Higher Education Scholarships and Tips for Military Spouses

Earning an advanced degree or new certification is often a viable option for many military spouses, especially if you are looking to enter, reenter, transition to a new career field, or find that next step in your professional employment trajectory.

Higher education is very expensive, so scholarships, grants, or other types of financial support will be beneficial to military spouses and their families and allow a little freedom with personal monetary allocations. Many scholarships and grants are out there, but finding education support is much like the job-search process - you have to research, narrow the possibilities, apply for them, and wait for an outcome.

Getting started

You can find scholarships and grants through federal and state government agencies, your chosen college or university (check with the admissions officer of the school you plan to attend), nonprofit organization (local chapters and national headquarters), private organizations, community spouses club on your installation, Employment Readiness and Education office on your military installation, and the Department of Education for the state in which you reside or will attend school. 

Staying organized

Read application directions carefully and follow them. If you are not eligible for a specific scholarship, do not waste your time applying for these opportunities. 

Keep track of scholarships and grants you apply for by creating an Excel spreadsheet or Word document that includes detail such as:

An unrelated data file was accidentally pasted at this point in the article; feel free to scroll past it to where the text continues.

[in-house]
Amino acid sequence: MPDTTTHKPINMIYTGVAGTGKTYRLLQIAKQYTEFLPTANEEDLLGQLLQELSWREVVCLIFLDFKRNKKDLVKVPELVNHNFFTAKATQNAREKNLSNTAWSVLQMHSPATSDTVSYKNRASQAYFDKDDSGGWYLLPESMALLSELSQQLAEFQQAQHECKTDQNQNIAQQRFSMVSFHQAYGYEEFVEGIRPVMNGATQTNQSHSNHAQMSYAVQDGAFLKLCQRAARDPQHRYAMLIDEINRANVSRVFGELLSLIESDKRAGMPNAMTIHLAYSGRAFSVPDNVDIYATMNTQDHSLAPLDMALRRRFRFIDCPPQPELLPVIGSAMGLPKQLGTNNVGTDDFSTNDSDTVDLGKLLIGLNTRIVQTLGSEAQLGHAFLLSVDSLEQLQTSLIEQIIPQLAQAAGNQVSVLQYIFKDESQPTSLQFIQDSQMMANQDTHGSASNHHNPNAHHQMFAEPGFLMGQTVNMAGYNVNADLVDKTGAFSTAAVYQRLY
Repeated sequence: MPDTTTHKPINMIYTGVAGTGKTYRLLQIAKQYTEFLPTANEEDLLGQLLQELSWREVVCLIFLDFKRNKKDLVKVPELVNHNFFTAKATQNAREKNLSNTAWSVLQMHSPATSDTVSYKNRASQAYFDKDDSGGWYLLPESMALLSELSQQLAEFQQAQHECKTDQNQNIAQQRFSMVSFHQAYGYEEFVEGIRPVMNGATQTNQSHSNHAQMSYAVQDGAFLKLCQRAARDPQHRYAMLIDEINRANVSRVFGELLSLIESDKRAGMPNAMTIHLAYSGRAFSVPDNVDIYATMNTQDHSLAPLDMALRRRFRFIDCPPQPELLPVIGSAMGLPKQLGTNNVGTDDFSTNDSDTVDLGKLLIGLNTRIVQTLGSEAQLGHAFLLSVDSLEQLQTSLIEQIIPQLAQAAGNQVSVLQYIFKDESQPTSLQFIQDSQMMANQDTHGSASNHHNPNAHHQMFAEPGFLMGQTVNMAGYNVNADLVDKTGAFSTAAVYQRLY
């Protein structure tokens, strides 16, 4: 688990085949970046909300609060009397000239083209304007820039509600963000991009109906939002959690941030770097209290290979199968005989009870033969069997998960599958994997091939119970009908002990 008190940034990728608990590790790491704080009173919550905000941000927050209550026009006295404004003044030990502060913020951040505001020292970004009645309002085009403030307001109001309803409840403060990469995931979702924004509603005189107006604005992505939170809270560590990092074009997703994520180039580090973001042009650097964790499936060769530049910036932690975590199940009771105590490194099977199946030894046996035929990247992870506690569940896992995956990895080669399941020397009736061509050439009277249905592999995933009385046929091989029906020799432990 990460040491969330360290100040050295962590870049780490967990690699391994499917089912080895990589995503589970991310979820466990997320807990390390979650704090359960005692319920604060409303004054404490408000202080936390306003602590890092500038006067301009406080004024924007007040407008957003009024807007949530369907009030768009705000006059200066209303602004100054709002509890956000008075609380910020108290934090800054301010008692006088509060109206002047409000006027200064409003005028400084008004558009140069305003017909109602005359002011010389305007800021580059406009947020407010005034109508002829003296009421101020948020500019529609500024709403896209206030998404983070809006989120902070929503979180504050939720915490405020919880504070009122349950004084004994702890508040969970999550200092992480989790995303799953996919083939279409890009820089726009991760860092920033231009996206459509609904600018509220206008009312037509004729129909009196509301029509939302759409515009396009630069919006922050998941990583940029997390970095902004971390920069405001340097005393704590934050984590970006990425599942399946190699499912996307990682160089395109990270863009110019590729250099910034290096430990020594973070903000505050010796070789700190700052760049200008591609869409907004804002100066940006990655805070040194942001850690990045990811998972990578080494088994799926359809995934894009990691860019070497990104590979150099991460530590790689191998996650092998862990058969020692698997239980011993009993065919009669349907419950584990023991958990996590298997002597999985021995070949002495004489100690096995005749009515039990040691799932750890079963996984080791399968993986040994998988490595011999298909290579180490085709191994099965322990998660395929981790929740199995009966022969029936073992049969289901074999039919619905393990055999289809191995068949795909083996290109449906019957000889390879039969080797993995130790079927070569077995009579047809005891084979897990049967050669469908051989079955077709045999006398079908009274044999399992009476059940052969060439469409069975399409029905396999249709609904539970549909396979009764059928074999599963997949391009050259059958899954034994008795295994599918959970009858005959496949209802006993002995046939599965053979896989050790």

Scholarships and grant resources

Below is a list of scholarships and grants that target military spouses or the greater military community. Although this is not an exhaustive list, hopefully this will get you started in the right direction:

Other options to consider

Post-9/11 GI Bill: If your uniformed spouse has unused Post-9/11 GI Bill educational benefits that won't be used, get your spouse to transfer those benefits to you (or other eligible family members).

In-state tuition benefits: If you are the spouse of a military servicemember who is on active duty for more than 30 days, you are eligible to receive in-state tuition at public colleges and universities in the state where you reside or are permanently stationed. Once you are enrolled and paying that in-state tuition, you will continue to pay it at that rate as long as you remain continuously enrolled at that institution, even if your servicemember is reassigned out of state.

Federal student aid: The U.S. government wants to help you achieve your educational goals, and the Department of Education should be one of your first resources to check out. Even if you believe your family earns too much to quality for any funding, go through the drill of filling out the FAFSA.

Your employer: If you currently are employed, make sure you are aware of and use any educational monetary support your employer is willing to assist with for professional advancement.

Finally, if a higher education degree is not for you at the moment, make sure you check out Syracuse University's Institute for Veterans and Military Families for an array of no-cost certification programs. 

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